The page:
In order to evade Virginia’s Racial Integrity Act, the pair had traveled to Washington, D. In 1963, they approached the American Civil Liberties Union to fight their case in court.After an extensive legal battle, the Supreme Court ruled that laws prohibiting interracial marriage were unconstitutional in June of 1967.Our poll published last week found that half (53%) of never-married Americans would like to eventually tie the knot.

“(Outside the gypsy community) people think its incest and we’re disgusting, but I don’t mind,” Annie told FOX411’s Pop Tarts column.

“If I was going to live a life based on what people say about me, I would just stay in the house.” PHOTOS: Celeb pics of the day.

A relative then chimed in that the family “believes in incest.” In fact, the family expressed frustration not that the couple were blood relatives, but that they were living together pre-marriage.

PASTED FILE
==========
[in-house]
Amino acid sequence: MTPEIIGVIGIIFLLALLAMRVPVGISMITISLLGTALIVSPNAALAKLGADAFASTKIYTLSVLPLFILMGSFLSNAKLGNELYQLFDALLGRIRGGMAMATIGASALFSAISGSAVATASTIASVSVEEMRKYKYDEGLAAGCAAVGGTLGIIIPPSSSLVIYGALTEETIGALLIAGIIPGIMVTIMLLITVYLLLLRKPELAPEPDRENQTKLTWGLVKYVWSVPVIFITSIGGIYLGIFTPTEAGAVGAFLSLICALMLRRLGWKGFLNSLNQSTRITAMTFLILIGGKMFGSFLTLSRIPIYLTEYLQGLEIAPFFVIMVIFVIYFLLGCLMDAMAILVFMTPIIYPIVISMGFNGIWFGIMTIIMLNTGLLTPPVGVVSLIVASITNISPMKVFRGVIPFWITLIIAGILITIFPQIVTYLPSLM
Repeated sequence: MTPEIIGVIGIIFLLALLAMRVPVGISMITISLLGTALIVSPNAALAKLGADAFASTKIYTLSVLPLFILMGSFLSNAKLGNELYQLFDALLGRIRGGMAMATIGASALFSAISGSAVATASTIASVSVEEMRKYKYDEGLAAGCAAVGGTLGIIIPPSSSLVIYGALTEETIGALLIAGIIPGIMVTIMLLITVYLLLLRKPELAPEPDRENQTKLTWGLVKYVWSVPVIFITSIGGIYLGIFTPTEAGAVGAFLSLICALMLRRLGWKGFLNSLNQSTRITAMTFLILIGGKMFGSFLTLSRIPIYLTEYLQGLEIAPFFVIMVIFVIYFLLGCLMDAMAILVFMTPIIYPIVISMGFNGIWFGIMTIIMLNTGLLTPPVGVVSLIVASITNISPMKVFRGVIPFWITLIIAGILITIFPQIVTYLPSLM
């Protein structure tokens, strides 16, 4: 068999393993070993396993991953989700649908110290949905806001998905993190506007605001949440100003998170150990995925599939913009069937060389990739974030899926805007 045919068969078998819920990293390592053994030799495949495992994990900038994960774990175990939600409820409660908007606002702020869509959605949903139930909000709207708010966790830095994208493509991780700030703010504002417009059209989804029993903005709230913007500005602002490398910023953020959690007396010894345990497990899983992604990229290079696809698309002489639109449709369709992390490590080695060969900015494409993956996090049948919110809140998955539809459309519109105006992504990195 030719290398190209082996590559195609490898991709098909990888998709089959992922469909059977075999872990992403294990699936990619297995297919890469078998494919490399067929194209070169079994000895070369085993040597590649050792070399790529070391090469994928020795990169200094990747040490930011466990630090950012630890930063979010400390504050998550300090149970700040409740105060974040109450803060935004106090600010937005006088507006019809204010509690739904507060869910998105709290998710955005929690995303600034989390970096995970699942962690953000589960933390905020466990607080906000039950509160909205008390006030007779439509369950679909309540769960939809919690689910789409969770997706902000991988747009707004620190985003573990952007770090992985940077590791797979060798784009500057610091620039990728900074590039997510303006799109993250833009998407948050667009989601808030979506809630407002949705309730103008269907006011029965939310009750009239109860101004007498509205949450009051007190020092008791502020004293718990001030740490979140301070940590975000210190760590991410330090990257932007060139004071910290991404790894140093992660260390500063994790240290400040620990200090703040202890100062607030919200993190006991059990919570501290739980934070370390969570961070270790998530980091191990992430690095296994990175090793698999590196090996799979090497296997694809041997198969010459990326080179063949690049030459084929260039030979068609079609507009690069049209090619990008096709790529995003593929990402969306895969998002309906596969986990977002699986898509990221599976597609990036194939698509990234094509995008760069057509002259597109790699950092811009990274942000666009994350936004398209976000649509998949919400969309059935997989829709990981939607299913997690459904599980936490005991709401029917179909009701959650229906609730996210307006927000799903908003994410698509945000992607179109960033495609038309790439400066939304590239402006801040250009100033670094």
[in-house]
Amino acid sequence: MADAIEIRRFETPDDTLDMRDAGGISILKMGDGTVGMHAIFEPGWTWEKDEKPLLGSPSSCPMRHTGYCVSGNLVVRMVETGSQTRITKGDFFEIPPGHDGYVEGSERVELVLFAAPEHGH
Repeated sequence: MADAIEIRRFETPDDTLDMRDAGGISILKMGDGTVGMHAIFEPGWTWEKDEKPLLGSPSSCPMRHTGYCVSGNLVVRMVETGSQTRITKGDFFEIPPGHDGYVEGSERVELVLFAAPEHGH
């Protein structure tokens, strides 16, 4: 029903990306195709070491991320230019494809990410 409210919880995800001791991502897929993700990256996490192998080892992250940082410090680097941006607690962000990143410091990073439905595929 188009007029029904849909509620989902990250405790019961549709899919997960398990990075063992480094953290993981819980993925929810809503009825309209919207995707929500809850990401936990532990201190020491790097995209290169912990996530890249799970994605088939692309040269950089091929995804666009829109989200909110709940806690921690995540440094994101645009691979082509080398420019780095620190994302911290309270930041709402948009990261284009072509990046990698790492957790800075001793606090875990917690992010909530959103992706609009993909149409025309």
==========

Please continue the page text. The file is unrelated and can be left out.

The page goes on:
In gypsy culture, apparently, incest is acceptable but “living in sin” is frowned upon.

Needing a place to stay, Leonard rented rooms on the top floor of her and her brother Adrian’s house in Brunswick square and they soon began dating.

During their six month courtship, Leonard proposed numerous times.“We don’t believe in sleeping with men before we are married,” Annie explained.“The woman’s role in a gypsy family is to stay home, take care of kids, clean, get your nails done, and take care of duties at home.In February of 1909, Lytton Strachey proposed to Virginia but then withdrew his proposal the next day.After withdrawing his proposal, Strachey immediately wrote to Leonard Woolf in Ceylon where he was working as a Civil Servant and urged him to marry Virginia: “Your destiny is clearly marked out for you, but will you allow it to work? She’s sitting waiting for you, is there any objection?Season One of TLC’s reality series “My Big Fat Gypsy Wedding” closes up shop Sunday, after dropping a bombshell last week.